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RE: Use of Side Friction to Resist Overturning - Spread Footing

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I definitely agree with you!!  Side friction depends upon a lateral force
perpendicular to the side of the footing, which would be hard to guarantee,
and the soil may be removed down to the bottom of the footing at some time
in the future.  I also doubt the building code allows this.

	-----Original Message-----
	From:	Robert Rogers [SMTP:robert.rogers(--nospam--at)woolpert.com]
	Sent:	Tuesday, December 15, 1998 5:58 AM
	To:	SEAINT(--nospam--at)SEAINT.ORG
	Subject:	Use of Side Friction to Resist Overturning - Spread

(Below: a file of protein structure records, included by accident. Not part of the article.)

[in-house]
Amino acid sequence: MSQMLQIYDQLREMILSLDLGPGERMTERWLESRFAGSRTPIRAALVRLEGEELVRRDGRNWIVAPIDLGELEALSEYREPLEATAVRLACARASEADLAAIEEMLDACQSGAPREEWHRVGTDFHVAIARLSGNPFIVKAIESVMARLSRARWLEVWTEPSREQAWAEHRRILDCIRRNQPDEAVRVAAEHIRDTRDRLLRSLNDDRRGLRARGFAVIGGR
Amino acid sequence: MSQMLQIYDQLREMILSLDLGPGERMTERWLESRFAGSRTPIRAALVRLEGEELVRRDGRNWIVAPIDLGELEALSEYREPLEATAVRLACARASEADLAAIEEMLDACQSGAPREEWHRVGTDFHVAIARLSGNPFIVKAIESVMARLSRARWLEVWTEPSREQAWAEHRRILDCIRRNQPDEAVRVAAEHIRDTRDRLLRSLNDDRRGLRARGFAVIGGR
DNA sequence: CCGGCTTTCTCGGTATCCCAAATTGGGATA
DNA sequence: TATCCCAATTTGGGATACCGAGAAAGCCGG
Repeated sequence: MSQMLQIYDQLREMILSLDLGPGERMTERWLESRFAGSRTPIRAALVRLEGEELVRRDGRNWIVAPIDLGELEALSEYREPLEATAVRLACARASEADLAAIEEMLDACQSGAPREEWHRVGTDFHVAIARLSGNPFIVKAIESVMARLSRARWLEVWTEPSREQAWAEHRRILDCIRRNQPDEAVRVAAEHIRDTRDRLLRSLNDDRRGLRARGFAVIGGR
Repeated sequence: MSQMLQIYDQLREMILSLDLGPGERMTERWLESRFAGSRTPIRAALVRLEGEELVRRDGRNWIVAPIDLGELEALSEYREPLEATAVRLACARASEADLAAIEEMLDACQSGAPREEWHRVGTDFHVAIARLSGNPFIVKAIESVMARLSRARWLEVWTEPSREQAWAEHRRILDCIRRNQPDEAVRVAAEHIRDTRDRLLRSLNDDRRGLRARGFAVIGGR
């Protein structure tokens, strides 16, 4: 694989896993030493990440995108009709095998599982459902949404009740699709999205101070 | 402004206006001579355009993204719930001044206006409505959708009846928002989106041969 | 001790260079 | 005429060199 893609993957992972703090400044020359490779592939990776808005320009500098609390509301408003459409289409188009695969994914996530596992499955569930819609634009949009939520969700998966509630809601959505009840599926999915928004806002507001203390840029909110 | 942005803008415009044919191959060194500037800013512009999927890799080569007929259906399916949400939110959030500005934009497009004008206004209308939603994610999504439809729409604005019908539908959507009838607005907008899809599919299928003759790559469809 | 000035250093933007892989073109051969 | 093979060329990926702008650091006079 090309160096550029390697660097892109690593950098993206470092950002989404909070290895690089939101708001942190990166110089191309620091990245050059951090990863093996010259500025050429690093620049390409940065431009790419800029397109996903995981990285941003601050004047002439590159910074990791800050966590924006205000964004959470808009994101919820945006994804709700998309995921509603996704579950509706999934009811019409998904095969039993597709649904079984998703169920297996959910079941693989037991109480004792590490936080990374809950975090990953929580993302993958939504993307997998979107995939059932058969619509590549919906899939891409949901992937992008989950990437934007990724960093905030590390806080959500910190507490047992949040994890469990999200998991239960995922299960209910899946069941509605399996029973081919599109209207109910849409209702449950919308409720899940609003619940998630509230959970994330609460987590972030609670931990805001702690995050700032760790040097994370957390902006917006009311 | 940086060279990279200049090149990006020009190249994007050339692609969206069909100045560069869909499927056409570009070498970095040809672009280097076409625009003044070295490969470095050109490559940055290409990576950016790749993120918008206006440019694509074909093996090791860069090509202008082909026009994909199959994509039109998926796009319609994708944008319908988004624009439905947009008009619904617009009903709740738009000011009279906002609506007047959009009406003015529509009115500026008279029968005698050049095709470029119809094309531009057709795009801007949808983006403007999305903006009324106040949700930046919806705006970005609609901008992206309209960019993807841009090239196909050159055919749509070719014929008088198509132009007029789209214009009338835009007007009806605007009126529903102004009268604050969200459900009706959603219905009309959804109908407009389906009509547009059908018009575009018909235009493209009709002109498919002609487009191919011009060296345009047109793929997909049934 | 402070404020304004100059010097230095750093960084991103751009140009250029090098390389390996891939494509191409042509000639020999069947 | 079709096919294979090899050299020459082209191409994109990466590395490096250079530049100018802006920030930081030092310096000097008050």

Footing

	 I have recently seen a set of calculations for the design of
reinforced 
	 concrete spread footings (for a new building) which support
building 
	 columns which are subjected to large lateral loading.  The spread
footings 
	 are approximately 5 ft. deep (to bottom of footing), 2 ft. thick,
and have 
	 a 3' tall square pier which receives the square column.  The
calculations 
	 assume a value of 500 psf for side friction on the 2' thick
footing.  The 
	 forces generated by this side friction are supposed to help resist
the 
	 overturning moment imposed to the footing.  I have never seen this
type of 
	 analysis used for spread footing design.  I think the methodology
is way 
	 out in left field !  Any other opinions ?